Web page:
5 Reasons Your Incentive Program Doesn’t Work

[dropcap style=”font-size: 60px; color: #4c1970;”] S [/dropcap] o your company has invested the big bucks into an incentive program and now you’re looking at your bottom line- and it doesn’t look good.

As a matter of fact, this program was supposed to be the big one.  The one that put the company over the top, the one that would get all your employees/sales force excited, motivated, and ready to go!  This time it was supposed to WORK! Yet, you’re sitting there analyzing the numbers-dumbfounded.  What happened?  Where did we go wrong?

There are usually 5 main reasons many incentive programs end up on the cutting room floor of the most well intended companies.

1. Recognizing end results instead of desired actions

Have you ever worked for a manager that was constantly standing over you barking out numbers?  You know,the manager that walks around letting everyone know how short they are of hitting “the goal”?  Trust me, they know, and it’s not very motivating to constantly be told either.

It doesn’t matter where you fall in the chain of management, if you’re always looking at the numbers and using that as a basis to judge what your employees are doing, then you’re bound to fail.  Don’t look at the end results right away.

What is it that your employees must do in order to achieve the goal?  Look at those actions as a basis of recognition for your employees.  The average employee may look at the end goal and become intimidated. However, when you break the goal down into simple actions, the goal becomes real (attainable). Once the goal becomes real to your employees,  start encouraging the behavior so it is repeated. You will then start to see your desired results come to life right before your eyes.  In short, simply recognize and acknowledge the desired actions of your employees and you will eventually gain the desired results- it really is that simple.

2. Lack of management support.

You can’t effectively run ANY program without the support of all the key players.  When one manager is off running the program his way, and another is running it her way- it is a recipe for disaster- not to mention utter chaos and confusion for your employees.

When implementing your incentive program, make sure all the key players are on board.  This is just a given, but there have been many crash and burns because of this one missing element.  And in some cases it could have made all the difference.

3.  Poor awards schedule

I think it’s safe to say that you shouldn’t bother running an incentive program if you’re not really willing to invest in it.  Let’s face it, times are hard for everyone.  Offering a logo’d company quartz  watch is a great financial choice for the company, but it really won’t get the reaction you’re looking for from your employees.  Look for incentives that have mass appeal such as merchandise or travel.  If you’re on a budget, look for in house incentives, such as extra time off, or extended lunch breaks, better yet- pay for lunch! There are lots of cost effective ways to recognize your employees. (See the article: Recognize the Positive! Recognition programs during the Recession.)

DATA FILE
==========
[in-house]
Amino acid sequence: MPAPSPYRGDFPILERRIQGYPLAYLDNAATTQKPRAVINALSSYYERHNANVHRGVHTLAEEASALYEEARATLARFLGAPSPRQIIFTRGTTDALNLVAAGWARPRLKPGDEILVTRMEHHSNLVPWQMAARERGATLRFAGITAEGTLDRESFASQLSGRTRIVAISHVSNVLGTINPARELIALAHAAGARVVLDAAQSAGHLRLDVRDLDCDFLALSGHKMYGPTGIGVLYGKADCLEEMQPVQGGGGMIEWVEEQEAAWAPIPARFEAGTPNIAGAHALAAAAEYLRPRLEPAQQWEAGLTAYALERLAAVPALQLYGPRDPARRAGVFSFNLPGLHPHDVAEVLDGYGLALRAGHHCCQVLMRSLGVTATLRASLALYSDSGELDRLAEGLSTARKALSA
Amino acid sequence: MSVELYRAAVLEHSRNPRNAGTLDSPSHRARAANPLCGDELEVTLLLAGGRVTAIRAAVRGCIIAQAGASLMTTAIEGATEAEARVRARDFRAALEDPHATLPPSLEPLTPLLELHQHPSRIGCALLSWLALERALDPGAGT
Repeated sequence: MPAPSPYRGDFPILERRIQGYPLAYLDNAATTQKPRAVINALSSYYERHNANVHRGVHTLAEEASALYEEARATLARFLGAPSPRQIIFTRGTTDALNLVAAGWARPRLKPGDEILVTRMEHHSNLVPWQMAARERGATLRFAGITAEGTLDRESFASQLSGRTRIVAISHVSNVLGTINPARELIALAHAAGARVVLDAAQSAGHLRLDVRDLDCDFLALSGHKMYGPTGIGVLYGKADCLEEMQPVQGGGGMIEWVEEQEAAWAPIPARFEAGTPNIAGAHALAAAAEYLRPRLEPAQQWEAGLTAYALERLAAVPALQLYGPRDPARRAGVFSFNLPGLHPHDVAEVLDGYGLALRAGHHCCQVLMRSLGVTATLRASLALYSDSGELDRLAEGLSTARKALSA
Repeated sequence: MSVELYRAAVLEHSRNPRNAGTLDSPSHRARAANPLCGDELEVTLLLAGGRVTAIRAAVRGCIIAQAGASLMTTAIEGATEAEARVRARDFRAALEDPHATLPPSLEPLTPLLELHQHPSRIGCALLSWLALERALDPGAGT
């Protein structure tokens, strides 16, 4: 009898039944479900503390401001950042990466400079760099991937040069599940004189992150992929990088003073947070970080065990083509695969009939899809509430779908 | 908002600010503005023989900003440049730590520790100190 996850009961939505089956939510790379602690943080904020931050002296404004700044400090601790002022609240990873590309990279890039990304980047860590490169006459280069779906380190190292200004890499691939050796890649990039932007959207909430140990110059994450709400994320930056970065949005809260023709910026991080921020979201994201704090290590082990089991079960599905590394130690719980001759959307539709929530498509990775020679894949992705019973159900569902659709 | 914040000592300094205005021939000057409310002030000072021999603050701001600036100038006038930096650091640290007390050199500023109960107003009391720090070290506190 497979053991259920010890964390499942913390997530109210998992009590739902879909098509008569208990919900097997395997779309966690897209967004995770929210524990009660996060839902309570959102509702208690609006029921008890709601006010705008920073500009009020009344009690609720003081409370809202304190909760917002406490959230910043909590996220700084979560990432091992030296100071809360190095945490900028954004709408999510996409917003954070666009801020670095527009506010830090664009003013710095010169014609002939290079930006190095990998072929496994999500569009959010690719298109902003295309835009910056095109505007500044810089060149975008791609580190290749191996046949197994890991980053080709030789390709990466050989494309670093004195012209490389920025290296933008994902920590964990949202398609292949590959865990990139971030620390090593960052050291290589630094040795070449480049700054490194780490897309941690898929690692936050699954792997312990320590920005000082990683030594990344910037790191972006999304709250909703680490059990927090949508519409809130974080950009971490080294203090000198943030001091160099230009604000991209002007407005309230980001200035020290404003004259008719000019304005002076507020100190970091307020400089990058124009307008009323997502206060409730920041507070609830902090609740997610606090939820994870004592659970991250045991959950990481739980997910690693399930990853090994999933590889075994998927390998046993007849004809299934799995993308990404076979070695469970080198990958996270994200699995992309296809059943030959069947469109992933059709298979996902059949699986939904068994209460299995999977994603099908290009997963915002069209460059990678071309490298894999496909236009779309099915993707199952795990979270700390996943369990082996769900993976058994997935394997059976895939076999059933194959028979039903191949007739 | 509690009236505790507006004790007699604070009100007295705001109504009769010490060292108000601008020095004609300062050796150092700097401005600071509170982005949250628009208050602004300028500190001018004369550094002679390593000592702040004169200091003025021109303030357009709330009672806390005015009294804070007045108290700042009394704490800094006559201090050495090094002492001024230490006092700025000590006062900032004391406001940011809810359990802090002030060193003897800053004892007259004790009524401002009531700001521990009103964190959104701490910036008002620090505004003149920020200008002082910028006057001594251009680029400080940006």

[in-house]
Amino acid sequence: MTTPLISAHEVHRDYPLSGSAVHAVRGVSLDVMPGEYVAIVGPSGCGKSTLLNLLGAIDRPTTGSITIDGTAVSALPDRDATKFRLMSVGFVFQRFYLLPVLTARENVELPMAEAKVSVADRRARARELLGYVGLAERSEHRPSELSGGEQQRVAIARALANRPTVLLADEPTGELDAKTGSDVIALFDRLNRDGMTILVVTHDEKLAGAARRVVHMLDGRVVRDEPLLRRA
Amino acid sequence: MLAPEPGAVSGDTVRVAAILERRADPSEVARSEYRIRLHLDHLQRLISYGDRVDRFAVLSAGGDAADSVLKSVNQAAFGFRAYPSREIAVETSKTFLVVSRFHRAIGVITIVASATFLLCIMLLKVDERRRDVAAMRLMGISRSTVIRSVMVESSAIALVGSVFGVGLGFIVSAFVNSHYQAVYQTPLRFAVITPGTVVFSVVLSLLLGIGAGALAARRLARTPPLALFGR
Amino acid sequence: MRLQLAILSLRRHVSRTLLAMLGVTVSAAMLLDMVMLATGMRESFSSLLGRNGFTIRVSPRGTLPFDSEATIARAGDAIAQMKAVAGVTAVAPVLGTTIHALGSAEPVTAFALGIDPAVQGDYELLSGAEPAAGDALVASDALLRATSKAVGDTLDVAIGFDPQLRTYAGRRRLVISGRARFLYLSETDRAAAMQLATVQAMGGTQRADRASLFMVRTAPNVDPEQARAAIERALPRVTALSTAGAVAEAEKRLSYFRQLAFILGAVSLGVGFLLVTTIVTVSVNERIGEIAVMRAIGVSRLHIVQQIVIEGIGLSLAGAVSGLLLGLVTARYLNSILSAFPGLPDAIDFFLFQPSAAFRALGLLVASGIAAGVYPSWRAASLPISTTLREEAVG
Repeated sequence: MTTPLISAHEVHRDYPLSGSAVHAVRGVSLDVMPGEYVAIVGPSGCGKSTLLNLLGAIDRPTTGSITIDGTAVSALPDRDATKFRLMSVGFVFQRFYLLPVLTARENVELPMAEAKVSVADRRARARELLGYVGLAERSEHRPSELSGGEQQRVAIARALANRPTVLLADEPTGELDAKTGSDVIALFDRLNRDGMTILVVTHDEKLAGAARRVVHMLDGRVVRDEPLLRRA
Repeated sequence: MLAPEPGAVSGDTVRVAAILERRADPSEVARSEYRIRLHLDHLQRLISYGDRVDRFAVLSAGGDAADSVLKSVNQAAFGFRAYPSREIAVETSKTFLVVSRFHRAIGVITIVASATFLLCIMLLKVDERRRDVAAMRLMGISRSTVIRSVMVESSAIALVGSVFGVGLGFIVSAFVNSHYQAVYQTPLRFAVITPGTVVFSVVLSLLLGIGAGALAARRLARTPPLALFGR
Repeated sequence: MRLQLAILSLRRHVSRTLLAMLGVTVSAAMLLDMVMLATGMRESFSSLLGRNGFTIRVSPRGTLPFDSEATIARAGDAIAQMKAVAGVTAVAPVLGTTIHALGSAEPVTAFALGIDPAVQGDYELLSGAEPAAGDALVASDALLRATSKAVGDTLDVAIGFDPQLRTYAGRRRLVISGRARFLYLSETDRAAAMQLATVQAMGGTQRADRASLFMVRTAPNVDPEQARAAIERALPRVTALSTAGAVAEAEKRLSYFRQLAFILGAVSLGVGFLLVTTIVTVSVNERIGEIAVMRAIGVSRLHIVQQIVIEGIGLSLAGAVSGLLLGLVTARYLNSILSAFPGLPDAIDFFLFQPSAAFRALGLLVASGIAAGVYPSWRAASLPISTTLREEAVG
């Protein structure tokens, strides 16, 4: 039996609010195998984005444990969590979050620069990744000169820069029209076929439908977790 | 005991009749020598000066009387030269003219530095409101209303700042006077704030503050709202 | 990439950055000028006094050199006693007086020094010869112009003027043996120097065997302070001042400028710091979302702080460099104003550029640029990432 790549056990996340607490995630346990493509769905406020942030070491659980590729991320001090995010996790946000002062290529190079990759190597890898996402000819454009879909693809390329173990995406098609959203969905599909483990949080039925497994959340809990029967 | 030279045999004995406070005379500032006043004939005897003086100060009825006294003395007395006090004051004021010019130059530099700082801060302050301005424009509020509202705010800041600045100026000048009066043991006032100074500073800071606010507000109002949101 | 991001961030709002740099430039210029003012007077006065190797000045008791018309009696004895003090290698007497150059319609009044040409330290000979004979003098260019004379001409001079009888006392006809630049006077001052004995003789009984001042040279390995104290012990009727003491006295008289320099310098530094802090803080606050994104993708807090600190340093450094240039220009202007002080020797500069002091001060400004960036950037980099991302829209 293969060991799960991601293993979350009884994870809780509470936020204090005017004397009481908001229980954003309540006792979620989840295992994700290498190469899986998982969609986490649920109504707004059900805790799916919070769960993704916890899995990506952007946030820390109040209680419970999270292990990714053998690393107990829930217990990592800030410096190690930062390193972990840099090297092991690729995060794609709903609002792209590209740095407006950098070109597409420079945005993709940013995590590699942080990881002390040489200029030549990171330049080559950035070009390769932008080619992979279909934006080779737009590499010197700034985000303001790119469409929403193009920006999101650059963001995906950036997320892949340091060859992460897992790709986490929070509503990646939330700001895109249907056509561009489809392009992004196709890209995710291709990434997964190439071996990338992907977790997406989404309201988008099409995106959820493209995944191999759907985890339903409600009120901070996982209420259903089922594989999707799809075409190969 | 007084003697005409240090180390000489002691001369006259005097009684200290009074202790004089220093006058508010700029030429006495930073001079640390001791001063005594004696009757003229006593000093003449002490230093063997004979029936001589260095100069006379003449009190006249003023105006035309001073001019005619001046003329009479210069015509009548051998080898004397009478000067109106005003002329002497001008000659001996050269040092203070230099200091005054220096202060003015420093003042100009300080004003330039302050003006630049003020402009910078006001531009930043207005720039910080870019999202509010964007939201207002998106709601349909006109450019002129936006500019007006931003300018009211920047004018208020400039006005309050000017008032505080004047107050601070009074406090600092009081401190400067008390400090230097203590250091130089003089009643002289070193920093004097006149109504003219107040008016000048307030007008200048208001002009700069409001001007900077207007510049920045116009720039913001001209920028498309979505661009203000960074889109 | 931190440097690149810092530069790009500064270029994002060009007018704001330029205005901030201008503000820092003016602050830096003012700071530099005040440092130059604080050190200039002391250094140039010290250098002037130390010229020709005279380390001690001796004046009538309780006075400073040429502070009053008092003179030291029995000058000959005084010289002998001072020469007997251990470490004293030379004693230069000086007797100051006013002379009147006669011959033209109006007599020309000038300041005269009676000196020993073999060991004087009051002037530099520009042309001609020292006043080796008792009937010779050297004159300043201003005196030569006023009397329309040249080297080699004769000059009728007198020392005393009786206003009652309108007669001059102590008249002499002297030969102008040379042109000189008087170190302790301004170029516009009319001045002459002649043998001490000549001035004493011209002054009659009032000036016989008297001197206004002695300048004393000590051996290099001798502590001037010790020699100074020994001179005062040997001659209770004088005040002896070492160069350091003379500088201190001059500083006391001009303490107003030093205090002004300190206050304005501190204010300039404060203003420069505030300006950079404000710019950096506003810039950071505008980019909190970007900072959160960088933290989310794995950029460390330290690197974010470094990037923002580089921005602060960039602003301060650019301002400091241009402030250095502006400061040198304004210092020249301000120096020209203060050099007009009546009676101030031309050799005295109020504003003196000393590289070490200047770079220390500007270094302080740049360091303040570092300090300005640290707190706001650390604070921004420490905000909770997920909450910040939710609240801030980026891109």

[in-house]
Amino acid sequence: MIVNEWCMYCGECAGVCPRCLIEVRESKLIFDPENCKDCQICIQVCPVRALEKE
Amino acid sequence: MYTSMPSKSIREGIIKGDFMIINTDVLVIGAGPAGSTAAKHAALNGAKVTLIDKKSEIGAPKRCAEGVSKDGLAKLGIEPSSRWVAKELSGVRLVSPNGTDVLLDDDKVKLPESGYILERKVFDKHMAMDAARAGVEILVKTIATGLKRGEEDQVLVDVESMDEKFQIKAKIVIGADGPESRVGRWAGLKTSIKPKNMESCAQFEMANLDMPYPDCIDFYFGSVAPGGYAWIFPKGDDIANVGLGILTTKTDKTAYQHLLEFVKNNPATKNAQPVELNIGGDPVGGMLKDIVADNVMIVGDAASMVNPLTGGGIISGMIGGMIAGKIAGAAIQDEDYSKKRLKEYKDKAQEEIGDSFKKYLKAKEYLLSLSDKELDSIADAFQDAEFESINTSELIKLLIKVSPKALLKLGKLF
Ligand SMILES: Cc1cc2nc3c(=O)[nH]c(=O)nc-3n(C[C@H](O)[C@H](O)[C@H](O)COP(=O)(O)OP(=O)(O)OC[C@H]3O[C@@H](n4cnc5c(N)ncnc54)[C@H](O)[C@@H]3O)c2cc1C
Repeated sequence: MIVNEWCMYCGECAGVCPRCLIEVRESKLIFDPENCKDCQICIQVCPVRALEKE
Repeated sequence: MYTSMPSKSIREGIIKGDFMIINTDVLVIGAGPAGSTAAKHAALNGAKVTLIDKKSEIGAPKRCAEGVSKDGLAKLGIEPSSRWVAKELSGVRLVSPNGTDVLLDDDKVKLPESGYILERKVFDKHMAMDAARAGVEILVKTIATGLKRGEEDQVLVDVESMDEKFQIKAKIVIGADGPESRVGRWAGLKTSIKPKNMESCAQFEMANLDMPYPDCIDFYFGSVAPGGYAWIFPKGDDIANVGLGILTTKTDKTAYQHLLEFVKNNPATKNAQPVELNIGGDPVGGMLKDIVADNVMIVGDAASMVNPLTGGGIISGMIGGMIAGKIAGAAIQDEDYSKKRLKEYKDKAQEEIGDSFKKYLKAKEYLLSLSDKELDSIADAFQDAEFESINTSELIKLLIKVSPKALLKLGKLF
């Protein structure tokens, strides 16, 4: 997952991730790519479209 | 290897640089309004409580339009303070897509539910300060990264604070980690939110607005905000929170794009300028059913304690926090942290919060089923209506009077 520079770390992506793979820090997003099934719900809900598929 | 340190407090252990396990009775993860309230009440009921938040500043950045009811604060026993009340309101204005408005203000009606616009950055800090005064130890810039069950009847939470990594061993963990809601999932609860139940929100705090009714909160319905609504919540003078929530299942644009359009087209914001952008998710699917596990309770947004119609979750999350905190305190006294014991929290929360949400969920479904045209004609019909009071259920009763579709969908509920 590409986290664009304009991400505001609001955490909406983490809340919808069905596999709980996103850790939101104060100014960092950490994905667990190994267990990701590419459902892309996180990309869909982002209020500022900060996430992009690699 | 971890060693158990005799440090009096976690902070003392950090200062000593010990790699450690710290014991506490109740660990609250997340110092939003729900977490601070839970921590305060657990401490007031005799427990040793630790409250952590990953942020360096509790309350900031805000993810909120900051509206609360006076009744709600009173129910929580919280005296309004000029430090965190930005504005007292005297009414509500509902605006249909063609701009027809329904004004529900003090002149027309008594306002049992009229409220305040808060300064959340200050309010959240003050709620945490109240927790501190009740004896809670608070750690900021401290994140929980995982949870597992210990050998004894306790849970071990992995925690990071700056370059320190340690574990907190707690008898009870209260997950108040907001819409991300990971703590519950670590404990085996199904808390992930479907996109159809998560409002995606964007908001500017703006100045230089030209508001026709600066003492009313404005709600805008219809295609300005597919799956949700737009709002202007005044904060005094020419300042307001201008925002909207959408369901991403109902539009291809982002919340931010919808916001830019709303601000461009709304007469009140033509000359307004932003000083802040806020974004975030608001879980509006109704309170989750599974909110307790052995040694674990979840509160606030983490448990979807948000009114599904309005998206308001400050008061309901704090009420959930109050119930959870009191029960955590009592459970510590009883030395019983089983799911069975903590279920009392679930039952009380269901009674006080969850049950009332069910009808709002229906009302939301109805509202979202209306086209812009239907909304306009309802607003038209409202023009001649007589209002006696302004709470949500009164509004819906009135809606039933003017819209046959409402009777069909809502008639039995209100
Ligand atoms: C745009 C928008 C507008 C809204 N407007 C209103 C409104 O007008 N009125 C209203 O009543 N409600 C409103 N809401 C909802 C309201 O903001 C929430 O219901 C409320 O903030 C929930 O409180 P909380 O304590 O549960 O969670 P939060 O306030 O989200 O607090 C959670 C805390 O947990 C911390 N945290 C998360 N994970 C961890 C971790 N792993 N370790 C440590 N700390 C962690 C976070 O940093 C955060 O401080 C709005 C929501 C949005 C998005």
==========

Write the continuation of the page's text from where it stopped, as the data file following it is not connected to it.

*A note of caution: there are some that would say cash is king, but I beg to differ.  Studies have shown time and time again that cash incentives are virtually ineffective.  When you give cash it is usually spent on bill, gas, and groceries and then completely forgotten.  Most people rarely work hard for the “ultimate cookie” anyway.  However, they will do almost anything if they feel valued and appreciated. But we’ll talk about that later in number 5.

4.  Setting the goal way too high.

I mentioned earlier that some employees may look at the company goal and become intimidated.  This could be a result of insecurity on the part  of the employee, but it could also mean that there are some unrealistic expectations being made.

A way to avoid this mistake is to make sure all management and key role players are involved in the core development of your incentive program.  Keep the program fresh and new by creating a committee of your top producers and allow them their input as well.  Once again, if the goal is considered “real” by your employees, the more they will actually try to reach it.

5. Lack of consistent sincere recognition.

This could be one of the most common reasons incentive programs go up in flames.  The idea that there is an item, dollar amount, or prize that will entice your employees to work to their fullest potential is preposterous.  It has been proven time and again that this just isn’t the case.  There are 3 main things that employees want the most: autonomy, mastery, and purpose.

The fact is that most unhappy employees feel like their being micro-managed, and pushed along and without a purpose and without any real goals to master. The most important aspect of any recognition program is the day to day recognition that your employees receive from you. Not for one day during the week, or just on Monday at your weekly meetings- but everyday.  This can be as simple as a pat on the back, or a “good job” sticky note on a desk.  As minuscule as those actions may seem, they really play a big role in the ego’s of your employees, and thus contributing to the  overall big picture of the company.

If you’ve had a bitter incentive program or two under your belt, don’t feel bad.  The old adage, “If at first you don’t succeed, dust yourself off and try again” comes to mind.  Incentive programs should be used in addition to daily recognition and appreciation practices in the workplace, and, when used properly, can  be an effective way of increasing profits for your company.

What are your thoughts?  What are some common set backs of incentive programs that you may have experienced?  I value your comments and opinions!

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